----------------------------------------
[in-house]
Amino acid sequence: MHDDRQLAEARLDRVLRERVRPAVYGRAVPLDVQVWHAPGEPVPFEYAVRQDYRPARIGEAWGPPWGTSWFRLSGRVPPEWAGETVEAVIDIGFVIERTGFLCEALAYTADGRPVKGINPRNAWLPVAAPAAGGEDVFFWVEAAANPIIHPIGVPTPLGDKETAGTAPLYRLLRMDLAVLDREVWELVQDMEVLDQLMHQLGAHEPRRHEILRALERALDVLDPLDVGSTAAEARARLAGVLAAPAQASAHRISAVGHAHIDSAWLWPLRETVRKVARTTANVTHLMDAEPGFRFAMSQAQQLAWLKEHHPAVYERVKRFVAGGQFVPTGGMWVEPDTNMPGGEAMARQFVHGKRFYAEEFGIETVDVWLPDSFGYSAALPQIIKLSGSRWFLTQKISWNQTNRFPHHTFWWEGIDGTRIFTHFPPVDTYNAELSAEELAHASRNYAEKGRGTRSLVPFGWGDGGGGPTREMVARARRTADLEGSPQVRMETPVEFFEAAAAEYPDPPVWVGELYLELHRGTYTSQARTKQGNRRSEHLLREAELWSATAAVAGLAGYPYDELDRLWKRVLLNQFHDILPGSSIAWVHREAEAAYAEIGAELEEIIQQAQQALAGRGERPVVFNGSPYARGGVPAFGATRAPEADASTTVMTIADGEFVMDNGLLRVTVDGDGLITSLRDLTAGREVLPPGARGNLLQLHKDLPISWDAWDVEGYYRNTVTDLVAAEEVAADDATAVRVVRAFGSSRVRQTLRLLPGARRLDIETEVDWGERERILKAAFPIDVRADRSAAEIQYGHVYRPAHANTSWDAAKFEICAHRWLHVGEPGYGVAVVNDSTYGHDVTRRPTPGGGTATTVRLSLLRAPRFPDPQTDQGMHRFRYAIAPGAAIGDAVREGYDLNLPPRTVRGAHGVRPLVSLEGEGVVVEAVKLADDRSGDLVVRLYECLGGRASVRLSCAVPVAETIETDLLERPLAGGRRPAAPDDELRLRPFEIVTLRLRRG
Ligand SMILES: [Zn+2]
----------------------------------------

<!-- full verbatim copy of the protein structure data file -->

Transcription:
[in-house]
Amino acid sequence: MHDDRQLAEARLDRVLRERVRPAVYGRAVPLDVQVWHAPGEPVPFEYAVRQDYRPARIGEAWGPPWGTSWFRLSGRVPPEWAGETVEAVIDIGFVIERTGFLCEALAYTADGRPVKGINPRNAWLPVAAPAAGGEDVFFWVEAAANPIIHPIGVPTPLGDKETAGTAPLYRLLRMDLAVLDREVWELVQDMEVLDQLMHQLGAHEPRRHEILRALERALDVLDPLDVGSTAAEARARLAGVLAAPAQASAHRISAVGHAHIDSAWLWPLRETVRKVARTTANVTHLMDAEPGFRFAMSQAQQLAWLKEHHPAVYERVKRFVAGGQFVPTGGMWVEPDTNMPGGEAMARQFVHGKRFYAEEFGIETVDVWLPDSFGYSAALPQIIKLSGSRWFLTQKISWNQTNRFPHHTFWWEGIDGTRIFTHFPPVDTYNAELSAEELAHASRNYAEKGRGTRSLVPFGWGDGGGGPTREMVARARRTADLEGSPQVRMETPVEFFEAAAAEYPDPPVWVGELYLELHRGTYTSQARTKQGNRRSEHLLREAELWSATAAVAGLAGYPYDELDRLWKRVLLNQFHDILPGSSIAWVHREAEAAYAEIGAELEEIIQQAQQALAGRGERPVVFNGSPYARGGVPAFGATRAPEADASTTVMTIADGEFVMDNGLLRVTVDGDGLITSLRDLTAGREVLPPGARGNLLQLHKDLPISWDAWDVEGYYRNTVTDLVAAEEVAADDATAVRVVRAFGSSRVRQTLRLLPGARRLDIETEVDWGERERILKAAFPIDVRADRSAAEIQYGHVYRPAHANTSWDAAKFEICAHRWLHVGEPGYGVAVVNDSTYGHDVTRRPTPGGGTATTVRLSLLRAPRFPDPQTDQGMHRFRYAIAPGAAIGDAVREGYDLNLPPRTVRGAHGVRPLVSLEGEGVVVEAVKLADDRSGDLVVRLYECLGGRASVRLSCAVPVAETIETDLLERPLAGGRRPAAPDDELRLRPFEIVTLRLRRG
Ligand SMILES: [Zn+2]